(Reuters) - The World Anti-Doping Agency (WADA) formally asked the Court of Arbitration for Sport (CAS) on Thursday to rule on Russia’s four-year ban for doping, after the agency handed down the punishment for manipulating laboratory data.
The move was expected after the Russian Anti-Doping Agency (RUSADA) sent a letter to WADA last month formally disputing the punishment, which bars Russia from competing in this year’s summer Olympics in Tokyo and the 2022 winter Games in Beijing.
Only athletes who can prove they are clean competitors would be permitted to compete under the ban, and would have to do so as so-called “neutral” athletes.
The ruling has hit Russia’s national pride in its athletes, with the country regularly sending large delegations to both the summer and winter Olympics.
WADA previously handed Russia a four-year ban for doping after the 2014 Sochi Olympics, with a limited number of athletes permitted to compete as neutrals in the 2016 Rio and 2018 Pyeongchang Games.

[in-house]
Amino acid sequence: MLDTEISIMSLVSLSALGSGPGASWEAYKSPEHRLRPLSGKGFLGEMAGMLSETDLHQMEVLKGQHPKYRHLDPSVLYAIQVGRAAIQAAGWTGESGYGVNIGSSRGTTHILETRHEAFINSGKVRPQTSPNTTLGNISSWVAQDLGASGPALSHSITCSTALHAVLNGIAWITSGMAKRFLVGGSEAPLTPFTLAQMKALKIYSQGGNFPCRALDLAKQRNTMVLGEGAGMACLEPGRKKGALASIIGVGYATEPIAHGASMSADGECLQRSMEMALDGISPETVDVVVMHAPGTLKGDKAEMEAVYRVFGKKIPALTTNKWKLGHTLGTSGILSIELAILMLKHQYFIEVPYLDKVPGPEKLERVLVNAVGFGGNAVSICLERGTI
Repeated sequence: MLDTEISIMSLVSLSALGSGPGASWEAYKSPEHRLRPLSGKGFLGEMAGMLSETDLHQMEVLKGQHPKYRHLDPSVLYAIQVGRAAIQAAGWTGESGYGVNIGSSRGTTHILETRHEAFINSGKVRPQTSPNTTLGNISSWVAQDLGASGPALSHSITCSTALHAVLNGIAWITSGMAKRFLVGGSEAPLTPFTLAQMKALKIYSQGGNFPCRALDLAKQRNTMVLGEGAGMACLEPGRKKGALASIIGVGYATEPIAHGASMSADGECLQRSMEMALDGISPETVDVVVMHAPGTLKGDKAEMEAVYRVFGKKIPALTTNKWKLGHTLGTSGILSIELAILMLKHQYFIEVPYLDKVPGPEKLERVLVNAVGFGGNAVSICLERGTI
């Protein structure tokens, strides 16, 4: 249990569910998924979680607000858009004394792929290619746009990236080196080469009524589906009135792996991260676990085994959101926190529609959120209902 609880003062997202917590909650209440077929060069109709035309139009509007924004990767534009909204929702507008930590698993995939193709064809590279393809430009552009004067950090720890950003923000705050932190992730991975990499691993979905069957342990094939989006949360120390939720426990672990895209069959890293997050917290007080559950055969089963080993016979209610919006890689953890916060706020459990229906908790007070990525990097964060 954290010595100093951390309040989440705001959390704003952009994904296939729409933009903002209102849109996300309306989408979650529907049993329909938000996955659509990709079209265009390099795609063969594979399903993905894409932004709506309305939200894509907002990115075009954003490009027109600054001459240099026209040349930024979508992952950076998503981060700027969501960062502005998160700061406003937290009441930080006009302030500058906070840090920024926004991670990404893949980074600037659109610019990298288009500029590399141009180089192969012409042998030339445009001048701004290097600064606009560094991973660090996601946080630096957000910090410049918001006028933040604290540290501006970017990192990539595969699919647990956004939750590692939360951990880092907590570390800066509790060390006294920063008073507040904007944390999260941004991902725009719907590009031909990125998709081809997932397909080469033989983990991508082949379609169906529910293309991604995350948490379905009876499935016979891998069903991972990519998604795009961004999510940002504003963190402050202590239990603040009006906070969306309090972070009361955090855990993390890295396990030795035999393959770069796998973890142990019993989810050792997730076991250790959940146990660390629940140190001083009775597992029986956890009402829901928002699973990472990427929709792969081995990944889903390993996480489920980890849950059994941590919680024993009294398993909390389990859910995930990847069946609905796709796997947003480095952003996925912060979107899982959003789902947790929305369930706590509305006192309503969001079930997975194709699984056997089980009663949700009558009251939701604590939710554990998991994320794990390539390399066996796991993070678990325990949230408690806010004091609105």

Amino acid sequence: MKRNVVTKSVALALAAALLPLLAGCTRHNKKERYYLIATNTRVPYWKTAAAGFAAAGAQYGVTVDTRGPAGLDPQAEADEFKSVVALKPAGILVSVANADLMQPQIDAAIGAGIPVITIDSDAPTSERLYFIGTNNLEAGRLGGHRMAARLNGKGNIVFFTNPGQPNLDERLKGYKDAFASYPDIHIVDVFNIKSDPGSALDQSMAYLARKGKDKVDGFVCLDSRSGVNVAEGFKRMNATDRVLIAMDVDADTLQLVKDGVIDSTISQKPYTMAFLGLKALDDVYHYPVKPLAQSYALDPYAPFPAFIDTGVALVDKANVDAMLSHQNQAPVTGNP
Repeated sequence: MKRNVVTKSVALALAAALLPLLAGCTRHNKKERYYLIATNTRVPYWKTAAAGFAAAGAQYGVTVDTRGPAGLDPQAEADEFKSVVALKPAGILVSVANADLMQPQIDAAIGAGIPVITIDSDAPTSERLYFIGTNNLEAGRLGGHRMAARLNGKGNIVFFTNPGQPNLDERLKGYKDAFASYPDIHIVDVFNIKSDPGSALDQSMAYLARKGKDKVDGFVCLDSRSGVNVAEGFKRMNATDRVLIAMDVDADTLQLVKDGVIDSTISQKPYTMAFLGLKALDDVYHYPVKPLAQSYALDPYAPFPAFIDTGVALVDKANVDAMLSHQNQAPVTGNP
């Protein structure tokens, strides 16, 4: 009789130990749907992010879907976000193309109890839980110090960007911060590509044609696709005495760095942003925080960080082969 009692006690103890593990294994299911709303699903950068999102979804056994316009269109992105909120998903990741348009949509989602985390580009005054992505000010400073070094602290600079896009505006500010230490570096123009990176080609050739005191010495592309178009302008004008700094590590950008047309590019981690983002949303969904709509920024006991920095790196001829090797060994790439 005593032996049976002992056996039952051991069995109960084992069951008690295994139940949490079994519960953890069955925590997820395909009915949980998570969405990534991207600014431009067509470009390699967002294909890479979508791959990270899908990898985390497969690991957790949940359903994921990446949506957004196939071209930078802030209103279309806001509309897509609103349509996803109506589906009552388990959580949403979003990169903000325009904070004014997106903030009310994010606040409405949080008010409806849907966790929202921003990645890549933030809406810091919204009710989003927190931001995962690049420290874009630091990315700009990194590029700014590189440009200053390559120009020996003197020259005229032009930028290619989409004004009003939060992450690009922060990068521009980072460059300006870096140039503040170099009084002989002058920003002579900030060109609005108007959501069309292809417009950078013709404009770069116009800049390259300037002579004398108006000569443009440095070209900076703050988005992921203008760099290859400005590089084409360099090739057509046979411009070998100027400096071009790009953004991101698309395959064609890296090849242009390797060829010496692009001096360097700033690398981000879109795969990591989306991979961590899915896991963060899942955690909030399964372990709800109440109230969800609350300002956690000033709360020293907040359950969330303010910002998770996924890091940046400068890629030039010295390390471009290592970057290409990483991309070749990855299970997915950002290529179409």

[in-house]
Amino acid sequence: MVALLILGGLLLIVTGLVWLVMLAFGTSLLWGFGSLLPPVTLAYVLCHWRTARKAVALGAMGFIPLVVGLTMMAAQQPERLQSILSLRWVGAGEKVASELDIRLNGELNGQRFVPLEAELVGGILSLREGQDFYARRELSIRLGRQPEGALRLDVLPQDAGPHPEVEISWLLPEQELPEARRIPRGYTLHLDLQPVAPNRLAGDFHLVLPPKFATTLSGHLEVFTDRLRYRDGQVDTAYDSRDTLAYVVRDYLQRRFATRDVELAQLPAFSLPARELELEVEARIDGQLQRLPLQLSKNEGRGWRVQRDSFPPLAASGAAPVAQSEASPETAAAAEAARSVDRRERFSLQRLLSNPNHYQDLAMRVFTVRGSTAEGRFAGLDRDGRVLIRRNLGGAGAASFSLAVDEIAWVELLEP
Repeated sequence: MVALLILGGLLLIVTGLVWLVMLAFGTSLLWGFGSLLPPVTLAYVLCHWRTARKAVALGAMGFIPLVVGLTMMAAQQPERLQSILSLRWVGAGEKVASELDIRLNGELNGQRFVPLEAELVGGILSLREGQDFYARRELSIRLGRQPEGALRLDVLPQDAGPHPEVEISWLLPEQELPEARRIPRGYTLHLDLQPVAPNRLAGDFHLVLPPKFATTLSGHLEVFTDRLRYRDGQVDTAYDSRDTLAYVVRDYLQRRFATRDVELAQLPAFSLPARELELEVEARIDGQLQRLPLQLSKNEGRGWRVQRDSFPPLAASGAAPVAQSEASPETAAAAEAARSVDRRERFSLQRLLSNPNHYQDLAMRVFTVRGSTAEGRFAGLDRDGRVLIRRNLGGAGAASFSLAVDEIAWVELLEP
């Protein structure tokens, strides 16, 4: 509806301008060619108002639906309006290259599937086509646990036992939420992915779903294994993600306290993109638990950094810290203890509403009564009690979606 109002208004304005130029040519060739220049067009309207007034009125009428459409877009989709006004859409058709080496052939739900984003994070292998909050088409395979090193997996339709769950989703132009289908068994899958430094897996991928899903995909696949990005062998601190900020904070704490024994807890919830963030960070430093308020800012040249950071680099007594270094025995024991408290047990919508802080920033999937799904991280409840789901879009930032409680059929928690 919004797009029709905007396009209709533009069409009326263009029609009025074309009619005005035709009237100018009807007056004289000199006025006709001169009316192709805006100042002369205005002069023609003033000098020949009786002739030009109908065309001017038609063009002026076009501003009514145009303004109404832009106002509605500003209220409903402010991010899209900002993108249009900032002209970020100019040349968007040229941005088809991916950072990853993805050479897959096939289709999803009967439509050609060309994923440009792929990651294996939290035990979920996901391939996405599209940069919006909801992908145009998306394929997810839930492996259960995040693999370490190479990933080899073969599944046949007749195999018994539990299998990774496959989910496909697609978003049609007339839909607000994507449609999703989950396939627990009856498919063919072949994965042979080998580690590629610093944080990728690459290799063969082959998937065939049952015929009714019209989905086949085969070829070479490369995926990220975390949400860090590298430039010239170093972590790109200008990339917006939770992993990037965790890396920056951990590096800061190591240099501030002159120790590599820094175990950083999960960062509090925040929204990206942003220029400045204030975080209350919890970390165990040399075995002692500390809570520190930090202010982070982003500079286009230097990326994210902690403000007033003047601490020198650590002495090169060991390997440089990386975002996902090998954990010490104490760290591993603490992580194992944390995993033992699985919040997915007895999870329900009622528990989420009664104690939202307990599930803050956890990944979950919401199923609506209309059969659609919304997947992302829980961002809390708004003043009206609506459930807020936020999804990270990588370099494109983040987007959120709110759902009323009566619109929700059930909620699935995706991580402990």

Russian President Vladimir Putin criticized the most recent ban after it was imposed last month, arguing that any punishment should be individual and not collective.
The United States, however, said the punishment was not severe enough, with U.S. Anti-Doping Agency head Travis Tygart telling Reuters that the previous sanctions only emboldened Russia.
A top U.S. Olympic official also expressed doubt that a concession allowing clean Russian athletes to compete in Tokyo could be properly enforced.
The final decision on the punishment now rests with CAS, whose ruling on the matter would be binding.
Reporting by Amy Tennery, editing by Ed Osmond